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July 30, 2014

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Sun Editorial:

A tragic case

Brooks’ expulsion, however right, should have been done in public

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The Assembly made the historic decision Thursday to expel Steven Brooks from its membership, capping a trying and tragic process.

The expulsion, the first from the Legislature in state history, was expected. Brooks’ increasingly erratic behavior had led members of the Legislature and staff to fear for their safety. From just after the opening of the session, he had been suspended from the Assembly and barred from the building while lawmakers considered what to do.

Brooks apparently refused Assembly leadership’s offers of help, and with the continued distraction and potential danger clouding the session, the Assembly was right to take action. From what we know, we don’t doubt it came to the correct conclusion.

However, the problem with the Assembly’s action was how it came to its decision. Given the historic nature of the expulsion and the fact that lawmakers removed a representative duly elected by the people, the Assembly should have moved in an open and transparent way. It didn’t. Lawmakers did most of their work in secret.

A select committee created to investigate the charges against Brooks hired an attorney who compiled two reports, both of which have been kept confidential. Last week, the committee spent several hours discussing the reports and deliberating behind closed doors before recommending Brooks be expelled.

On Thursday, the full Assembly took a voice vote to approve the committee’s recommendation to expel Brooks during an emotional session. But left behind closed doors were the underlying reasons for the expulsion. That’s wrong.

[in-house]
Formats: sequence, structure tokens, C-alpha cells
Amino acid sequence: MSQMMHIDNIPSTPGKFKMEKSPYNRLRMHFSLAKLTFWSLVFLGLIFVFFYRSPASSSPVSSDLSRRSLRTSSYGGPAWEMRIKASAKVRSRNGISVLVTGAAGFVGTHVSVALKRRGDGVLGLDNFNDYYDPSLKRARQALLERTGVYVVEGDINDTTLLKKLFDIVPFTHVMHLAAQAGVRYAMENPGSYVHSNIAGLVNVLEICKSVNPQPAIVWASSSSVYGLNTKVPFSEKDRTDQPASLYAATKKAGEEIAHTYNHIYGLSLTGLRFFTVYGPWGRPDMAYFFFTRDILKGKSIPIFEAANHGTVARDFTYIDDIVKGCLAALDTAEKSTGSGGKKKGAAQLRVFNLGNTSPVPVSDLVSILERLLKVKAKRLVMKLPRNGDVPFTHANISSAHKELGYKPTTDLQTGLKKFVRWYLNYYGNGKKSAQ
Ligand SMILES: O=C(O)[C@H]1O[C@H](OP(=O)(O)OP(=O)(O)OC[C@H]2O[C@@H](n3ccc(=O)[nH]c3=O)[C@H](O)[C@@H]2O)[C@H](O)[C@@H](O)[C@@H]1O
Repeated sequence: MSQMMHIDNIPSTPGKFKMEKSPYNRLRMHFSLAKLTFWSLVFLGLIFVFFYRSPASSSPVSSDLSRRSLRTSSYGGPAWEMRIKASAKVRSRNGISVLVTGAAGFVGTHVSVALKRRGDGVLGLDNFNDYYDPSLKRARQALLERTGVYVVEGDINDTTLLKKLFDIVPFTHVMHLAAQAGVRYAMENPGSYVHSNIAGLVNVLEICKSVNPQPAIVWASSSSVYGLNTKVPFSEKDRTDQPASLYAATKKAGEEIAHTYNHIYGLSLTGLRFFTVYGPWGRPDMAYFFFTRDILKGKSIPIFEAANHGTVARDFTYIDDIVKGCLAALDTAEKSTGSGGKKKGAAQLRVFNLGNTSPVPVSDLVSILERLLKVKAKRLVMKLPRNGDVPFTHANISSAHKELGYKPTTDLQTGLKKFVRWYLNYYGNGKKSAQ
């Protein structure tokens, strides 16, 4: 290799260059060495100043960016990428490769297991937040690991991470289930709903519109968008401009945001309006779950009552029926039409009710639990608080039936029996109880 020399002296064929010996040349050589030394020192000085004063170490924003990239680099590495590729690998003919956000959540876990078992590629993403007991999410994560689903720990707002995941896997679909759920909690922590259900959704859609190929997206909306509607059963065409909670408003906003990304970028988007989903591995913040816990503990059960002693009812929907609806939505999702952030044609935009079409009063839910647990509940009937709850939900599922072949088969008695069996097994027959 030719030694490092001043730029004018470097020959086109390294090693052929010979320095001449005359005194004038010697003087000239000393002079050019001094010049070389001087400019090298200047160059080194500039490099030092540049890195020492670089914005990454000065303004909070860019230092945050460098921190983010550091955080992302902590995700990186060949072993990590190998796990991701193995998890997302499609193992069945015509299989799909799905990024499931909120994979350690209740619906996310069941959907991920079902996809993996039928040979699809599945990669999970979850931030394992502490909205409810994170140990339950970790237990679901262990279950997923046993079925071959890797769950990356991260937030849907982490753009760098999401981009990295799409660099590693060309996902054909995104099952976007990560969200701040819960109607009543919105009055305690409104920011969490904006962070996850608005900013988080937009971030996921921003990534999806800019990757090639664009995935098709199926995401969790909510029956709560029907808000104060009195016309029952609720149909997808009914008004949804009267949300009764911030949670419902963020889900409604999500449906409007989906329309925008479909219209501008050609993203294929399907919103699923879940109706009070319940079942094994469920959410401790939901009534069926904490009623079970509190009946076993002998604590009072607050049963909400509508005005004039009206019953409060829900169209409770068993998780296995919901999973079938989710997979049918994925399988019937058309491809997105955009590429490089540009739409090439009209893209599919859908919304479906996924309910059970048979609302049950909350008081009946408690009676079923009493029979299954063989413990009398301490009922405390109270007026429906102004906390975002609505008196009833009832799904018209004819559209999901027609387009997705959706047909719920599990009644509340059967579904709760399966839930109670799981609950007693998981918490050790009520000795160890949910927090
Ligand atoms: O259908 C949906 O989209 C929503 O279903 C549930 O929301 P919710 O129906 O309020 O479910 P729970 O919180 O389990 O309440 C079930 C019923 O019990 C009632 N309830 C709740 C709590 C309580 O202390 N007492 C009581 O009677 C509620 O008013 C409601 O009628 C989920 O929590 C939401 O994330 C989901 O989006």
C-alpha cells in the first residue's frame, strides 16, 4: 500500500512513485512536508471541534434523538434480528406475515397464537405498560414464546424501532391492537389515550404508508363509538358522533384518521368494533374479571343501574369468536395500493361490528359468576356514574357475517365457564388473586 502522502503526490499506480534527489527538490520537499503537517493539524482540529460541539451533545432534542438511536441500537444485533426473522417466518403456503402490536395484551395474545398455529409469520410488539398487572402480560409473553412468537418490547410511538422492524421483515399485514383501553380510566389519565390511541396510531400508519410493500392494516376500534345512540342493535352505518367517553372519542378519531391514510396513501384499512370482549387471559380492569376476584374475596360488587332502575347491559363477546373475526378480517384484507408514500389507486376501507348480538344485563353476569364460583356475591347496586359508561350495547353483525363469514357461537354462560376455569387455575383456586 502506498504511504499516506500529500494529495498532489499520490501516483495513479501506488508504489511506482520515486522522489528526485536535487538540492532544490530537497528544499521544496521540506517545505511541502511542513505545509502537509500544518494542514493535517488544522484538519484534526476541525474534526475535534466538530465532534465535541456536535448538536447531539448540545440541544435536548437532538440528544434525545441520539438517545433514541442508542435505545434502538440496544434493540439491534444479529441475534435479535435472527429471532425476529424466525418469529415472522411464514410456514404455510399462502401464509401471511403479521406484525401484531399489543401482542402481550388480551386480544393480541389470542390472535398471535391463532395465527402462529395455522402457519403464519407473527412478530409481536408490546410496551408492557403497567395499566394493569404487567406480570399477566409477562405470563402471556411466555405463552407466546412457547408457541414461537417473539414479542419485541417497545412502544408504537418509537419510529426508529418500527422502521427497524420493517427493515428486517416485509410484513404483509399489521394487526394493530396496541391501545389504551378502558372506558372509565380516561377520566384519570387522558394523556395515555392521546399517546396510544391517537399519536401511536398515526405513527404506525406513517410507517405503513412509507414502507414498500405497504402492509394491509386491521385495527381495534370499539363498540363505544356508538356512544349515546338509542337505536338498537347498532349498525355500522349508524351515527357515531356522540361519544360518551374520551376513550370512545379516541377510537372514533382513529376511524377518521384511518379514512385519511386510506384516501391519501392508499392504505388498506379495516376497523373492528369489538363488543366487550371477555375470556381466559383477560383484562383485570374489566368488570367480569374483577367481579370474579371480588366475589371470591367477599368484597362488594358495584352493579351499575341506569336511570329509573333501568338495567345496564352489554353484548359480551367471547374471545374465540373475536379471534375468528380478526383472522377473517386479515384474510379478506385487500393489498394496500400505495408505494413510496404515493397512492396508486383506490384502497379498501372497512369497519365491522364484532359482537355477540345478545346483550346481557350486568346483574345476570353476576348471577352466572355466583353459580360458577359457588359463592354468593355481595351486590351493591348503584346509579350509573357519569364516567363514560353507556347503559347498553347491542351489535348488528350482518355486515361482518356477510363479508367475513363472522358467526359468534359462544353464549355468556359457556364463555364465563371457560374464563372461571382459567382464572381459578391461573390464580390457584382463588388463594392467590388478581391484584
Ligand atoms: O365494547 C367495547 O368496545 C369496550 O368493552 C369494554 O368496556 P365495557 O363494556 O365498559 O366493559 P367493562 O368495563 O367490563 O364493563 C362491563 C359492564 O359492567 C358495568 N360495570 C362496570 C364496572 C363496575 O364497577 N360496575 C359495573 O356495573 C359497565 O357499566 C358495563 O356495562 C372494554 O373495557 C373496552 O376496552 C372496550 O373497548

More than a dozen news outlets, including the Sun, have asked the Assembly to release its reports, but the Assembly has refused to release either one.

Speaker Marilyn Kirkpatrick said that much of the information the Assembly based its decision on had been reported in the media, and there has been no shortage of coverage. The alleged threats against Kirkpatrick and Majority Leader William Horne are well-known. Police reports about Brooks’ arrests, including information that alleges he had a gun and ammunition with him after the reported threats, have been made public, along with news about him being confined against his will for a psychiatric evaluation.

But the Assembly didn’t base its decision on news reports. It based its decision on the recommendation of a committee that based its decision on two reports that have yet to be made public. There’s no reason those reports and deliberations should be kept secret, especially now that the decision has been made.

The attorney who compiled the reports and the Legislative Counsel Bureau have expressed privacy concerns about the investigative report. The attorney said he obtained information from law enforcement agencies with the pledge of secrecy.

The Legislature could redact any sensitive material, but it won’t. The fact that it made a confidential deal to get information is troubling because this is the public’s business. Brooks was a public official, not a hireling shielded by personnel laws, and expelling a member is an extraordinary measure.

It’s notable that when the Legislature moved to impeach then-state Controller Kathy Augustine in 2004, the work was done in public. Witnesses and evidence were reviewed in public, much like in a courtroom. The Assembly should have followed that example.

This is a matter of principle. The Legislature is supposed to act with some sense of deliberation, and its deliberations are supposed to be made in public, along with the various reports and details it gathers.

If the Legislature truly is, as it bills itself, the “people’s branch of government,” it should always act in public. The Brooks case should not be an exception. The Assembly should release the confidential reports and the minutes of the select committee’s meetings to give the public the full explanation of its actions.

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  1. Once Steven Brooks chose to run for elected office his entire life, past present and future both personally and professionally became a matter of public record. While friends and coworkers wanted to protect his privacy, they can't. Nor should they for any reasons regardless of their intentions.

    Carmine D